President Laura Roslin from Battlestar Galactica. Okay she could be annoying at times, but her balance of taking charge in a crisis (the end of the world) and living in the vulnerable space of dealing with breast cancer at the same time is hard not to respect. When robots of our own creation return to annihilate the human race, I want her as my President.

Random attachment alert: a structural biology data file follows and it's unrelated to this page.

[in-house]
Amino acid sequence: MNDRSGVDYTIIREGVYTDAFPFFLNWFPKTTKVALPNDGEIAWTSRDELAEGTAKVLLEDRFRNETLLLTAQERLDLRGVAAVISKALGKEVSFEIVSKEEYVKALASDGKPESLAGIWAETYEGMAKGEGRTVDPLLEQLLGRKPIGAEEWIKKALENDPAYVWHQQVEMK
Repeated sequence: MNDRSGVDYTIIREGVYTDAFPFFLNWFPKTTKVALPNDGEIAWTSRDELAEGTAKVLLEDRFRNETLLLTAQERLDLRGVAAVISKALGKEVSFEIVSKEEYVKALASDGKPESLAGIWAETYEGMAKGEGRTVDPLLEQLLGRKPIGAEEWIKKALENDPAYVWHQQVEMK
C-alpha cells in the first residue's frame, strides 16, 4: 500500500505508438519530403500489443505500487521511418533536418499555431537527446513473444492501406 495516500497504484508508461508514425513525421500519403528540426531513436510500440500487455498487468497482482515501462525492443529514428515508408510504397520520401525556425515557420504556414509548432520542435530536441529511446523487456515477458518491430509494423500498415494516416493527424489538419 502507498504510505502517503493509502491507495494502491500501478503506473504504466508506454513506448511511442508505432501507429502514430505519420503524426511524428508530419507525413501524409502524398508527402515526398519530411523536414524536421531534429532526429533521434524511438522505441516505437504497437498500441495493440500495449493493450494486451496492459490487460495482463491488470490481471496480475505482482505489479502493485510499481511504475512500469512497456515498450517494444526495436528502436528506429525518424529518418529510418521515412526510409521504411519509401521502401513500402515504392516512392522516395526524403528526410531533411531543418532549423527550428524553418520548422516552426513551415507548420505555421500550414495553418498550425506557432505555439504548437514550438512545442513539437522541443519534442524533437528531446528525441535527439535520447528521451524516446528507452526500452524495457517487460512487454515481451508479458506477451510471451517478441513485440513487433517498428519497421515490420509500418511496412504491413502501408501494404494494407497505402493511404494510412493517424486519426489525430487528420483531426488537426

Robin McKinley’s treasured The Hero and the Crown (Newberry winner) and The Blue Sword (Newberry Honor book) set the standard for strong female protagonists in beautifully written stories. The first book tells of the legendary Lady Aerin the dragon-slayer who saves her Kingdom despite her family’s assumption that she was just a worthless girl. The Blue Sword takes place centuries later as the orphaned, unladylike and socially awkward Harry discovers that she is heir to Lady Aerin’s mythical blue sword. These books have just the right amount of girls overcoming stereotyped roles without reducing them to simply being glass-ceiling smashers. Their stories are mesmerizing as you fall into them completely and find in Aerin and Harry heroes any reader can love. (On a side note, McKinley’s Sunshine is in my opinion the best vampire book ever written and it has an amazingly strong female protagonist as well).